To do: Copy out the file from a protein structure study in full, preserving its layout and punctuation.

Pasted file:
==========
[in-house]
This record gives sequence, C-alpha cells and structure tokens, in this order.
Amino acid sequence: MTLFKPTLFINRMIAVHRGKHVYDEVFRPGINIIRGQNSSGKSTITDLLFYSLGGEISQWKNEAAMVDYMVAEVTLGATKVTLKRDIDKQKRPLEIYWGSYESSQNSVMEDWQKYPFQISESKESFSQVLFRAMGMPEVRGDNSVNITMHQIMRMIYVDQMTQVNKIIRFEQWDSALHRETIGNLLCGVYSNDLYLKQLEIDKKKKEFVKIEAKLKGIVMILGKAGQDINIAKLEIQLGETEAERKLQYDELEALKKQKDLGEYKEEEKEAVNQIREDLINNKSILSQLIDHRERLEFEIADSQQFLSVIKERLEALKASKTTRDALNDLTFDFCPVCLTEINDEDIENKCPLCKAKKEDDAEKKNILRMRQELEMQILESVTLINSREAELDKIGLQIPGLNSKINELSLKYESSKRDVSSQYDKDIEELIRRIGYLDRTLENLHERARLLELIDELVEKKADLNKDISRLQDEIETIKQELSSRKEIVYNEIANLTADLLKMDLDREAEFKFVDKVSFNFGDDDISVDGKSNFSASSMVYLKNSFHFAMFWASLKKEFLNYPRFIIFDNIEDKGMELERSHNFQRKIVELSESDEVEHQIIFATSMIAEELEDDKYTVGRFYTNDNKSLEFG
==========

[in-house]
This record gives sequence, C-alpha cells and structure tokens, in this order.
Amino acid sequence: MTLFKPTLFINRMIAVHRGKHVYDEVFRPGINIIRGQNSSGKSTITDLLFYSLGGEISQWKNEAAMVDYMVAEVTLGATKVTLKRDIDKQKRPLEIYWGSYESSQNSVMEDWQKYPFQISESKESFSQVLFRAMGMPEVRGDNSVNITMHQIMRMIYVDQMTQVNKIIRFEQWDSALHRETIGNLLCGVYSNDLYLKQLEIDKKKKEFVKIEAKLKGIVMILGKAGQDINIAKLEIQLGETEAERKLQYDELEALKKQKDLGEYKEEEKEAVNQIREDLINNKSILSQLIDHRERLEFEIADSQQFLSVIKERLEALKASKTTRDALNDLTFDFCPVCLTEINDEDIENKCPLCKAKKEDDAEKKNILRMRQELEMQILESVTLINSREAELDKIGLQIPGLNSKINELSLKYESSKRDVSSQYDKDIEELIRRIGYLDRTLENLHERARLLELIDELVEKKADLNKDISRLQDEIETIKQELSSRKEIVYNEIANLTADLLKMDLDREAEFKFVDKVSFNFGDDDISVDGKSNFSASSMVYLKNSFHFAMFWASLKKEFLNYPRFIIFDNIEDKGMELERSHNFQRKIVELSESDEVEHQIIFATSMIAEELEDDKYTVGRFYTNDNKSLEFG